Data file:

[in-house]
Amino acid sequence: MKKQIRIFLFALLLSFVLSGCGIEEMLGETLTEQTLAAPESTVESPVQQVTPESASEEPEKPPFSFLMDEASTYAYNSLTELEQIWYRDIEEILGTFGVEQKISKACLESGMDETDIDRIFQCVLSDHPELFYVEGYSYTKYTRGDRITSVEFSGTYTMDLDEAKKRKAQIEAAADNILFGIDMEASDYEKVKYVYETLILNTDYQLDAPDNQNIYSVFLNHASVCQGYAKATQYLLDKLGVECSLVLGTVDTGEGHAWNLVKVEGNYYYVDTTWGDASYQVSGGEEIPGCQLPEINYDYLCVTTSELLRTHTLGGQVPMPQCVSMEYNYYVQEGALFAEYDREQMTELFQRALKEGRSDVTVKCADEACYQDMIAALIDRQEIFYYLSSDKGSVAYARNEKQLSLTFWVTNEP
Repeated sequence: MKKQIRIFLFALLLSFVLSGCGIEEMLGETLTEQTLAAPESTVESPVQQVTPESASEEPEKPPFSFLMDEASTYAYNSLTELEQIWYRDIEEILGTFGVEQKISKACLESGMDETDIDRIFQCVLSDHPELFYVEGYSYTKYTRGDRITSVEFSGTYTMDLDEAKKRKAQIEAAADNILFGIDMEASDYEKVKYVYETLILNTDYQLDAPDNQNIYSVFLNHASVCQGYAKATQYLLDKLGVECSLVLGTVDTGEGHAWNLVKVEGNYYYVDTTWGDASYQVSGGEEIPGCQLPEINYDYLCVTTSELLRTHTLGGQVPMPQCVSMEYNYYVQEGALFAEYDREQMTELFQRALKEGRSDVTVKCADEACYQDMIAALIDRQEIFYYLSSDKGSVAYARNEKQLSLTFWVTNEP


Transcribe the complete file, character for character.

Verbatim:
[in-house]
Amino acid sequence: MKKQIRIFLFALLLSFVLSGCGIEEMLGETLTEQTLAAPESTVESPVQQVTPESASEEPEKPPFSFLMDEASTYAYNSLTELEQIWYRDIEEILGTFGVEQKISKACLESGMDETDIDRIFQCVLSDHPELFYVEGYSYTKYTRGDRITSVEFSGTYTMDLDEAKKRKAQIEAAADNILFGIDMEASDYEKVKYVYETLILNTDYQLDAPDNQNIYSVFLNHASVCQGYAKATQYLLDKLGVECSLVLGTVDTGEGHAWNLVKVEGNYYYVDTTWGDASYQVSGGEEIPGCQLPEINYDYLCVTTSELLRTHTLGGQVPMPQCVSMEYNYYVQEGALFAEYDREQMTELFQRALKEGRSDVTVKCADEACYQDMIAALIDRQEIFYYLSSDKGSVAYARNEKQLSLTFWVTNEP
Repeated sequence: MKKQIRIFLFALLLSFVLSGCGIEEMLGETLTEQTLAAPESTVESPVQQVTPESASEEPEKPPFSFLMDEASTYAYNSLTELEQIWYRDIEEILGTFGVEQKISKACLESGMDETDIDRIFQCVLSDHPELFYVEGYSYTKYTRGDRITSVEFSGTYTMDLDEAKKRKAQIEAAADNILFGIDMEASDYEKVKYVYETLILNTDYQLDAPDNQNIYSVFLNHASVCQGYAKATQYLLDKLGVECSLVLGTVDTGEGHAWNLVKVEGNYYYVDTTWGDASYQVSGGEEIPGCQLPEINYDYLCVTTSELLRTHTLGGQVPMPQCVSMEYNYYVQEGALFAEYDREQMTELFQRALKEGRSDVTVKCADEACYQDMIAALIDRQEIFYYLSSDKGSVAYARNEKQLSLTFWVTNEP